Since the credit crisis, prudent financial management has led many corporates to accumulate substantial cash reserves. These reserves have usually been placed with banks or in money market funds – but recent developments are leading treasurers to reconsider how to manage their cash.
Banks have historically been the first port of call for corporate treasurers, but Basel III is having a noticeable impact on banks’ appetite for short-term cash. Where banks are accepting short-term cash investments, a lower yield is usually offered to cover the cost of new capital requirements required by the regulation. At the same time, deteriorating credit ratings since the financial crisis have driven many cash investors away from banks and towards money market funds (MMFs) as an alternative.
However, as Treasury Today has previously reported, MMFs themselves are undergoing a period of change as well.
In the US, after new regulations implemented in October, prime MMFs – which can invest in a broader range of short-dated securities than government money market funds, such as certificates of deposit, floating rate notes and commercial paper – were required to convert to variable net asset value (VNAV) pricing. This change has driven US$1trn of assets to switch into government money market funds, which have maintained a constant NAV (CNAV) under the new regulations.
In Europe, new money market regulations are being finalised, and are expected to be issued in the next few months. Under the current proposals, only funds with 99.5% of their holdings in government debt or reverse repos secured with government debt may be classified as CNAV.
Prime funds will be classified as VNAV, or placed within a new category of ‘low volatility NAV’ funds, which will be able to operate as a CNAV as long as they are managed within strict criteria, such as shortening the portfolio from 397 days to 75 days. This increased focus on shorter-dated investments may also result in downward pressure on the yield of traditional money market funds.
Cash management is changing
“The European draft regulations are complex,” says Robert O’Riordan, Institutional Business Development Director, Insight Investment. “Different outcomes in terms of the precise regulations, and the response from cash investors remain possible. But combined with the pressure on banks, trends are already emerging that suggest that corporate approaches to cash management are changing.”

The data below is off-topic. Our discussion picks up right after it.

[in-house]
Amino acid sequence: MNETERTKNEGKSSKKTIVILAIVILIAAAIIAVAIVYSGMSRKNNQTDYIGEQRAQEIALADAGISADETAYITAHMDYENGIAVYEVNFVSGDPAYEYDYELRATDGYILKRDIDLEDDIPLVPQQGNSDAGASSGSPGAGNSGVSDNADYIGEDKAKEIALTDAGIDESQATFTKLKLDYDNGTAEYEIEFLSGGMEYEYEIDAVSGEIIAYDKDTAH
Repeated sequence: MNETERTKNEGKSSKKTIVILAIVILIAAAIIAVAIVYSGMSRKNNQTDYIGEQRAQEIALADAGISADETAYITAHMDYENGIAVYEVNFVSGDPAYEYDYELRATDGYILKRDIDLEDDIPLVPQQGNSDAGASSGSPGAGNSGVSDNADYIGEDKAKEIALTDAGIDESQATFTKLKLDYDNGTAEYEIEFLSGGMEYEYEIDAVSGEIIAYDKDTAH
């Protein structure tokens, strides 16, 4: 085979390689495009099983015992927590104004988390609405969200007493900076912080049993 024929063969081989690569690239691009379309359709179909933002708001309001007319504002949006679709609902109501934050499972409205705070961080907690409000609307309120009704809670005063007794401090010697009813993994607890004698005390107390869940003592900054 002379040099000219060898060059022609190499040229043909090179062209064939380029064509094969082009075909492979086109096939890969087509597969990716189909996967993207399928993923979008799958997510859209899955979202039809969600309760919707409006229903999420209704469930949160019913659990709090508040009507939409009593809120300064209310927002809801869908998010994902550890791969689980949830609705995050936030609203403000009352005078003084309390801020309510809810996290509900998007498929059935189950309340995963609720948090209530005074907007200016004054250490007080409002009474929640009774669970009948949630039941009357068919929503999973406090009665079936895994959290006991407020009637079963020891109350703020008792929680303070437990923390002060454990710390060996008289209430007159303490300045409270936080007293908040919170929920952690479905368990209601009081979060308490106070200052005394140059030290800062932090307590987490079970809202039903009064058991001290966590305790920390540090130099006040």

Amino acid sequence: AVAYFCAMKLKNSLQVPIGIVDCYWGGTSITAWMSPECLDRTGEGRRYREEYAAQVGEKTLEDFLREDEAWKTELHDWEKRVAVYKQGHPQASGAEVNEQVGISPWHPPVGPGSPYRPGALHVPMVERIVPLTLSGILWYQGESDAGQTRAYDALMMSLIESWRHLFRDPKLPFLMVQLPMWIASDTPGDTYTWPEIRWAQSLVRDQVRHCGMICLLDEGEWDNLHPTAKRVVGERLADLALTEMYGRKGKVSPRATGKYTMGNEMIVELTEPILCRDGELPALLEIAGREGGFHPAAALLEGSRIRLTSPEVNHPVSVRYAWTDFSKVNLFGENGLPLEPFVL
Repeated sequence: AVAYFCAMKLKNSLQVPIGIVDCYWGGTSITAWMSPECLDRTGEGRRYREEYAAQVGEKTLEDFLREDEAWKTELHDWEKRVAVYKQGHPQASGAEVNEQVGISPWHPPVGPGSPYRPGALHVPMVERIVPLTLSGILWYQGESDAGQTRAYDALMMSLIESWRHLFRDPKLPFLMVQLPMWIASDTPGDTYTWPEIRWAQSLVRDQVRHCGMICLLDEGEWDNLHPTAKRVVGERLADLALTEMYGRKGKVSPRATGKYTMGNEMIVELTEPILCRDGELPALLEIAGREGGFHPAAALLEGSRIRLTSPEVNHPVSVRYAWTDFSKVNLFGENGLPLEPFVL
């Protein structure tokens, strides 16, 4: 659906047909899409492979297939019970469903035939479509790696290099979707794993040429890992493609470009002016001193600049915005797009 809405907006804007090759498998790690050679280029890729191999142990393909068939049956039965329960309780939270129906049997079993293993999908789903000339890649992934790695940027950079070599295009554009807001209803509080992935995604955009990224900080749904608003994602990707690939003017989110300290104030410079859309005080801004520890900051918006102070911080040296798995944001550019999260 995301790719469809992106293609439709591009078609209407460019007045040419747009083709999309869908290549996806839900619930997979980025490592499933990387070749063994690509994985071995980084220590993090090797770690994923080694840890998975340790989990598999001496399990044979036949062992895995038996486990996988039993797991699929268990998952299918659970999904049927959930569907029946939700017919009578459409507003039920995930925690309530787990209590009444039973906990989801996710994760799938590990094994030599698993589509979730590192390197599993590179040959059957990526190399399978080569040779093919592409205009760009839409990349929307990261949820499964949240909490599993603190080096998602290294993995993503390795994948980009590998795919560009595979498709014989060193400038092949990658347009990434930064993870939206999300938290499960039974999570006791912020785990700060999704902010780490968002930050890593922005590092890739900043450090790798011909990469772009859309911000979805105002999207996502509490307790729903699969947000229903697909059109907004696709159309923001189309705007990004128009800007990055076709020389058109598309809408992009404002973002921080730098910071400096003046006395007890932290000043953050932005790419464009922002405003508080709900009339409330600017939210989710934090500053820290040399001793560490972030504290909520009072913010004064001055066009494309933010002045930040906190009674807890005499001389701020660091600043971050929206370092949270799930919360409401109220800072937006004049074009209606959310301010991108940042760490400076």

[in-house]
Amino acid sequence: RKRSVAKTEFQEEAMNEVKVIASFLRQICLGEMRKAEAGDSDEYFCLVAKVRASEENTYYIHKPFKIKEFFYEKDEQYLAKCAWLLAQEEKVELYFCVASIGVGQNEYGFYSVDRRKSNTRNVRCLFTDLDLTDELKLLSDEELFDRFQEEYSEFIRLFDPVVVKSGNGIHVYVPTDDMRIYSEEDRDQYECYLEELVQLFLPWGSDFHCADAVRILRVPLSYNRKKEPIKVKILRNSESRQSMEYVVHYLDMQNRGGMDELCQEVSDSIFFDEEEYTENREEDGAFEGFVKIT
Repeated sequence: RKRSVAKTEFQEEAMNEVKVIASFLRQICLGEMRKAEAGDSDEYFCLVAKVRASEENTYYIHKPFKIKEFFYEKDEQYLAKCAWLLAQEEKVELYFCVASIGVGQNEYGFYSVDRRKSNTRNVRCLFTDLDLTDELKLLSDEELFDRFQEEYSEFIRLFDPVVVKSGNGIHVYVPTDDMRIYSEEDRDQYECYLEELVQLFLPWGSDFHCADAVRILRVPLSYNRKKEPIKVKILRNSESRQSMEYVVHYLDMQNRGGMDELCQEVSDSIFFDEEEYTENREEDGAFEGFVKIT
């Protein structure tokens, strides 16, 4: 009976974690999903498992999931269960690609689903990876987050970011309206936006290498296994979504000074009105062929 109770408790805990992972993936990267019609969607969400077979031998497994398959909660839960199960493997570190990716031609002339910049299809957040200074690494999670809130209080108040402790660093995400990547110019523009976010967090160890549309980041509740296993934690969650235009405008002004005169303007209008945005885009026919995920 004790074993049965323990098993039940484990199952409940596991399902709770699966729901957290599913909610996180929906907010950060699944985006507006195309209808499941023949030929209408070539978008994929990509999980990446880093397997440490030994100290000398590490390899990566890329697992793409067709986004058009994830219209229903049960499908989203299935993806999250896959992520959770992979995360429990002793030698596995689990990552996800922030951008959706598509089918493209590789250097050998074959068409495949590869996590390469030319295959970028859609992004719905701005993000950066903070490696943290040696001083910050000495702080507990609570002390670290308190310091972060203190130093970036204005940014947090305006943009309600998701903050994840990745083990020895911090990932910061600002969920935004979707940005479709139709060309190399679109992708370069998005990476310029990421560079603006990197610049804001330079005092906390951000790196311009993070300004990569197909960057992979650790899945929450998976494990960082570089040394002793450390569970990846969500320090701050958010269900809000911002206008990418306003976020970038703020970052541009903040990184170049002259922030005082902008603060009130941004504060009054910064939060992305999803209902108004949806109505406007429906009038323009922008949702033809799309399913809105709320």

O’Riordan notes that in the UK, for instance, cash investors are focusing on the gilt repo market. “This effectively allows investors to lend cash and receive gilts as security if the borrower defaults,” he says. “This compares well with other investments, which typically do not offer comparable security.”
In its current form, the repo market today might not seem that attractive for cash investors. After all, Basel III means repo transactions have become costlier for banks, which typically intermediate repo transactions. “This has led banks to pass on increased costs to counterparties. In some cases, cash investors are driven into transactions arranged with collateral that is less secure than gilts, such as low-quality bonds or even equities, to achieve higher yields,” says O’Riordan.
“It has become clear that if transactions can be arranged without bank involvement, it should be possible for counterparties on both sides of a repo transaction to enjoy better terms,” he adds. “Importantly, inefficiencies caused by bank regulations are opening up new counterparties for cash investors that have historically not been available.”
This has led some cash investors to cut out the bank intermediary by trading directly with the counterparty, allowing cash investors to receive superior returns with gilt collateral as a result.
“In light of changing regulations and market conditions we believe there is potentially value available if treasurers transact with non-bank reverse repo counterparties,” says O’Riordan. “In the cash management space, it is now possible for treasurers to achieve gilt security and liquidity without compromising on yield and crucially maintaining a CNAV even under the proposed European money market fund regulations.”